If the WSJ (editors, of course. Red Tape Rising, March 21, 2008) is to be believed, the Bush administration has unleashed a last-minute flood of not only expensive but mis-guided regulations on America. Singled out for scrutiny is the modest reduction in allowable levels of man-made ozone pollution. Continue reading Who pays for ozone pollution?
How much of these costs are socialized? The report makes no attempt to quantify this, some of the stories correctly note that some of these costs filter through to many other things, such as health care/insurance.
Why doesn’t our press bother to cover this? The only localized story I could find was KPNX-12 . Once again we have risen to near the top nationwide, sixth out of 85 not too shabby! This goes hand-in-hand with Arizona’s impressively high traffic fatality rate. Which is something else the press isn’t interested in.
…The report looked at 85 cities across the nation. Phoenix ranks sixth with the highest costs due to crashes. According to the study, it costs $1,368.00 extra per person in the Valley when there is a crash. The national average is $1,052.00 per person.
— Crashes Cost Everyone, KPNX-12
Here’s another “external” cost of motoring “Storm water that drains off highways can be a toxic brew of trash, oil, rubber, brake dust and microscopic bits of metal… In an average year, more than 6 million gallons of oil run into Continue reading Toxic runoff
One, of the many, costs of motor vehicle use is damages due to crashes. Many of these costs are socialized Continue reading Economic Impacts of Motor Vehicle Crashes
John Semmens is an AZDOT project manager who also writes free-market oriented policy papers — he is perhaps best known locally for his vociferous opposition to Phoenix’s light rail. John is now affiliated with the Independent Institute — a free-market-leaning think-tank that I had heretofore not heard of. He had an op-ed published last Saturday in the Wall Street Journal that contained some novel, perhaps radical, ideas about how private auto insurance should be used as a lever against dangerous drivers; he dubs this the “Disneyland model”, and makes some good points. Though, he does not even mention the role of law (criminal) enforcement (as in criminal charges: homicide, assault)… perhaps he was space-limited. Also, his general idea — privatizing licensure — seems sound but how would this help the problems caused by those who simply go without? In any event it is a welcome look at publicizing one facet of the problems created by private automobile usage.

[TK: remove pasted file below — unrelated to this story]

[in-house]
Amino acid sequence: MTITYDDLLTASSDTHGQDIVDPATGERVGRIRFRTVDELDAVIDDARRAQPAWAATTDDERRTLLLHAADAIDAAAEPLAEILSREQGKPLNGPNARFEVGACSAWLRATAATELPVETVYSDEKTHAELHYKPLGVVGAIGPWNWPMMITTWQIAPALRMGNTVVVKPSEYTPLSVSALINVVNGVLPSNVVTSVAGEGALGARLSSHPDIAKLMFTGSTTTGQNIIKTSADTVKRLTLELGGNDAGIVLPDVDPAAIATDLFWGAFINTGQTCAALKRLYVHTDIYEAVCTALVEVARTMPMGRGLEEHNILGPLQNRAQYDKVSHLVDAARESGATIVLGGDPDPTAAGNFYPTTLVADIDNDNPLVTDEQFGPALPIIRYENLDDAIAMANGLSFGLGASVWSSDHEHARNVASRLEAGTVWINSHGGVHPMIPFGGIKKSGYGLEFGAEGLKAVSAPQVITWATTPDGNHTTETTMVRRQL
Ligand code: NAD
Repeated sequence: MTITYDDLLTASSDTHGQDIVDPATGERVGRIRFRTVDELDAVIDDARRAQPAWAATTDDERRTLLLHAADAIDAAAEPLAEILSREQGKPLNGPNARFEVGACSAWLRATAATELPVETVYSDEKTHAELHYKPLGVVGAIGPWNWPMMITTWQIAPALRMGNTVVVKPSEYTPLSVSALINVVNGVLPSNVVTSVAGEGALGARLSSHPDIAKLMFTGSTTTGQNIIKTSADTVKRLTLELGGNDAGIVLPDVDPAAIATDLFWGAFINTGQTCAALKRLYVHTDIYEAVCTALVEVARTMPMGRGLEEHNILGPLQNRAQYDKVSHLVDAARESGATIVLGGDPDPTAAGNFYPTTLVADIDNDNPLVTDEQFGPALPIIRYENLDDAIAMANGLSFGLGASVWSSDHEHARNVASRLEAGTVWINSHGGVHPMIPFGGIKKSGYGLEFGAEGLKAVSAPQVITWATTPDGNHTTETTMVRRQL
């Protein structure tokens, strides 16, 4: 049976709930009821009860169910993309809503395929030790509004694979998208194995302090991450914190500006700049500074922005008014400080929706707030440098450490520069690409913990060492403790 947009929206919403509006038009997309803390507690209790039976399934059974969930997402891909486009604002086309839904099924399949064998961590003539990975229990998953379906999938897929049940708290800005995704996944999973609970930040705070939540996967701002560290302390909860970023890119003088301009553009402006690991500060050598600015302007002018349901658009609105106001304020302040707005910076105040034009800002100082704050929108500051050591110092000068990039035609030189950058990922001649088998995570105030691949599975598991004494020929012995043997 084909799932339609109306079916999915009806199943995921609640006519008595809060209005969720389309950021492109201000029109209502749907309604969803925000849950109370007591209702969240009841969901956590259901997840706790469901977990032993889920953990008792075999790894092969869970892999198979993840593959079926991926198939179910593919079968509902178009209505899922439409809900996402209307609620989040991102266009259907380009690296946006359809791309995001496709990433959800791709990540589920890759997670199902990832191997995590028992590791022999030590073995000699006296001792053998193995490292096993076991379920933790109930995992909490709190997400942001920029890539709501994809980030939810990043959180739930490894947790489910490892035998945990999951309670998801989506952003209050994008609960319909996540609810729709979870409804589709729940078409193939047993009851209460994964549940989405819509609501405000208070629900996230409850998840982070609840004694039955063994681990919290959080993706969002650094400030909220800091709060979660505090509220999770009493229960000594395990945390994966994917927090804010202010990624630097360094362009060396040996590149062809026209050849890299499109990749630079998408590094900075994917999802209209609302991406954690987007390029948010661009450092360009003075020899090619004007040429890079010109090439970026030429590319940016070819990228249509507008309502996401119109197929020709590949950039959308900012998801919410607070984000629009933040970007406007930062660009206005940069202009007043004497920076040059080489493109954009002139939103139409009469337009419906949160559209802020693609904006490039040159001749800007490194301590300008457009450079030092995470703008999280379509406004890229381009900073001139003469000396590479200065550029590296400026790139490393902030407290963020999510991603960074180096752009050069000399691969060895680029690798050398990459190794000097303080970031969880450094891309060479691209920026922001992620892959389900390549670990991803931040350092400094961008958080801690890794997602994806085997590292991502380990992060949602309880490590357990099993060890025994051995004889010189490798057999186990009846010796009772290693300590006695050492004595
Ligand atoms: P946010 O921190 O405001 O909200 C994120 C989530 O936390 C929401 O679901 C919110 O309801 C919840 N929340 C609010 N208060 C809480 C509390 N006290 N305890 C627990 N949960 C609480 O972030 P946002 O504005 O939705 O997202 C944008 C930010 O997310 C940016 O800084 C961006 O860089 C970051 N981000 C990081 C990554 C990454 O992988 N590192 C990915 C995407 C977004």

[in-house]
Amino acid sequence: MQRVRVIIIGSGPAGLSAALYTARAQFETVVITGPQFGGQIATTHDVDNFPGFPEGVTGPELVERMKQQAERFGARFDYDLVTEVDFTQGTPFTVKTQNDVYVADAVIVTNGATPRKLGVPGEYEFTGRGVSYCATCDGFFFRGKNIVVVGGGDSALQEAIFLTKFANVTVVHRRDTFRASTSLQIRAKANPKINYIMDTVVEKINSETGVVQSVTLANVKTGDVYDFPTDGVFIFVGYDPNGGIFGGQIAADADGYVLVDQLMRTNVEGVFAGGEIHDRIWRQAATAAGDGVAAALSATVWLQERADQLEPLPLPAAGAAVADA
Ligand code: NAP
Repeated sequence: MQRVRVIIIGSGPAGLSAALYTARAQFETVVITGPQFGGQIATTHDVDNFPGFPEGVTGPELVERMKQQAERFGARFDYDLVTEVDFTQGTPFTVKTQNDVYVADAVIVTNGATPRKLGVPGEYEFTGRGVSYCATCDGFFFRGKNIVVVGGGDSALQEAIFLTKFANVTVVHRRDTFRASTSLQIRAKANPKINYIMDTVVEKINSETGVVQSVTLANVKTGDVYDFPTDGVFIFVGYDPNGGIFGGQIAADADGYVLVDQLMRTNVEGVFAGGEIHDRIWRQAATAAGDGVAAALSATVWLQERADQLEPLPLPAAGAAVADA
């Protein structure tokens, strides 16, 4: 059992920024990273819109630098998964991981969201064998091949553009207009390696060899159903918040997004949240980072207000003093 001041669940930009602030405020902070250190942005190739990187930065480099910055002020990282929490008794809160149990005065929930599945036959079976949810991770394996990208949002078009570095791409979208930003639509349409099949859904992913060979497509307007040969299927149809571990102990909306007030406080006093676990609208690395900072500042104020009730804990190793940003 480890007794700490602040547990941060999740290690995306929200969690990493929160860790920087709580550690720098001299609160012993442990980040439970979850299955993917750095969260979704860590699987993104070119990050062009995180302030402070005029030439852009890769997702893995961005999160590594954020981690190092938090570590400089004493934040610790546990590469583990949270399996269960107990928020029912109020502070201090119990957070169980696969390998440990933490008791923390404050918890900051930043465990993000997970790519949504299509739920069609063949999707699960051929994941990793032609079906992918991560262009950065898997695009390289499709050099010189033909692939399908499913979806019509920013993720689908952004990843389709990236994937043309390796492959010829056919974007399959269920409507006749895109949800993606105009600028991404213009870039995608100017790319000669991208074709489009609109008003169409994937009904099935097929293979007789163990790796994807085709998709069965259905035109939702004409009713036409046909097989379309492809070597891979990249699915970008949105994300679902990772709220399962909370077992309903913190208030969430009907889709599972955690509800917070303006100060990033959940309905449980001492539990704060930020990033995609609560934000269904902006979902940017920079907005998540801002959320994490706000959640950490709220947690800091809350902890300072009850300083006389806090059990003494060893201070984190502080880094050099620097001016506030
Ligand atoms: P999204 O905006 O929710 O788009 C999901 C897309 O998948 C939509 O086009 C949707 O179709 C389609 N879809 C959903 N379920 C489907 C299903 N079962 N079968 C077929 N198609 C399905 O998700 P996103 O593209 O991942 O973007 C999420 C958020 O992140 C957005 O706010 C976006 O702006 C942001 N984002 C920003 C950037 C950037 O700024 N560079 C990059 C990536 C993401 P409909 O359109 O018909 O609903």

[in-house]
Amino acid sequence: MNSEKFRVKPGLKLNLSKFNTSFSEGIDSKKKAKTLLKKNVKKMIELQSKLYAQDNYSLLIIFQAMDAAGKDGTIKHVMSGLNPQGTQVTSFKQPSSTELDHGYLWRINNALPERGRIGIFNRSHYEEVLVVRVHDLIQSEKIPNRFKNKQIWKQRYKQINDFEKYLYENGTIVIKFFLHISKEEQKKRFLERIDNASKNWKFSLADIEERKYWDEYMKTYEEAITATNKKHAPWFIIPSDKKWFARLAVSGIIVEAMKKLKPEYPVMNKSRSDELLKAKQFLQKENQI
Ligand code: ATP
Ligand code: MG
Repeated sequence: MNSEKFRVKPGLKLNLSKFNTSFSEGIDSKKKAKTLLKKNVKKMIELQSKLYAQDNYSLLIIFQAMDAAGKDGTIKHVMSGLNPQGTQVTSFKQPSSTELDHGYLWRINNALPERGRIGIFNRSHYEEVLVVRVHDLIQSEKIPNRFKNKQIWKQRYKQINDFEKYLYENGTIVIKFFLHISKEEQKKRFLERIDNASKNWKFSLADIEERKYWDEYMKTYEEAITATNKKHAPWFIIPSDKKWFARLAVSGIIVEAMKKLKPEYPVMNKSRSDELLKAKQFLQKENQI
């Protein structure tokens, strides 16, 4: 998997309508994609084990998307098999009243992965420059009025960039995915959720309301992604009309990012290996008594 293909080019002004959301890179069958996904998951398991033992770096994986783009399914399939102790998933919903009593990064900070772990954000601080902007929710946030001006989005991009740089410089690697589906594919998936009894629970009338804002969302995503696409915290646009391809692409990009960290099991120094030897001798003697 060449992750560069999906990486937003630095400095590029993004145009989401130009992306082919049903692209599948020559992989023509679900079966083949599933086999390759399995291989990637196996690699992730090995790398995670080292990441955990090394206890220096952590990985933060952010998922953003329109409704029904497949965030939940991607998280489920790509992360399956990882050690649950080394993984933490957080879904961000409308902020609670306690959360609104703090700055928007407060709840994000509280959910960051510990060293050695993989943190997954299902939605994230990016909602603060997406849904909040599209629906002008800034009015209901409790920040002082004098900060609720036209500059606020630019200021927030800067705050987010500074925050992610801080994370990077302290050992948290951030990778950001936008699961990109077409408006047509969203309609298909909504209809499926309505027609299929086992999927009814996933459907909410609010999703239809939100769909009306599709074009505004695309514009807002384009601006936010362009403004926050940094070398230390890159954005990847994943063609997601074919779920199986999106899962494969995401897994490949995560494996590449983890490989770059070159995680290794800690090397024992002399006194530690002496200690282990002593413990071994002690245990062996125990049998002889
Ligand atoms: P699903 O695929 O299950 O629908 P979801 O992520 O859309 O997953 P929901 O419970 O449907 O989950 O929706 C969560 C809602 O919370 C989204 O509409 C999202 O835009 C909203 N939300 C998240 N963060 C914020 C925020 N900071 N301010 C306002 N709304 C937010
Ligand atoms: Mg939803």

What is the deal with the 39,000 deaths figure? Fatalities have been running around 43,000.
The full text is here: On the Road. September 1, 2007 op-ed, John Semmens, Wall Street Journal
A prominent “negative externality” of suburban living is the so-called free parking spot. Since the users, that is customers arriving in private automobiles, do not pay for its use economic inefficiencies inevitably result. It is normally supposed that the proprietor pays for parking facilities as a cost of business however that is often perverted by subsidies granted by government
This is fairly typical of the duplicty in WSJ editorials. They denounce the Democratic leadership for not calling for a large gas tax. But apparently Republicans get a pass, even though they were the leadership before 2006 for many years (12, was it?). They also don’t really endorse the gas tax, they merely assert (correctly) that higher priced fuel would lessen demand — so they can have it both ways it seems. Continue reading Gas Taxes (again), or WSJ duplicity
Definition from wikipedia
A pigovian tax is a tax levied to correct the negative externalities of a market activity. For instance, a Pigovian tax may be levied on producers who pollute the environment to encourage them to reduce pollution, and to provide revenue which may be used to counteract the negative effects of the pollution.
The best answer to America’s “problem” with energy, and with private automobiles in particular is to simply tax (mainly fuel) to compensate for the negative externalities. Pollution, mayhem, free parking, noise — all of these have a cost which is not being paid for by their users.
See Mankiw’s ( past chairman, Council of Economic Advisers in the George W. Bush administration) The Pigou Club Manifesto.
Money collected via such taxes would best be used to lower payroll taxes — or to lower taxes on wages and/or investment generally, as Holman Jenkins points out in his column…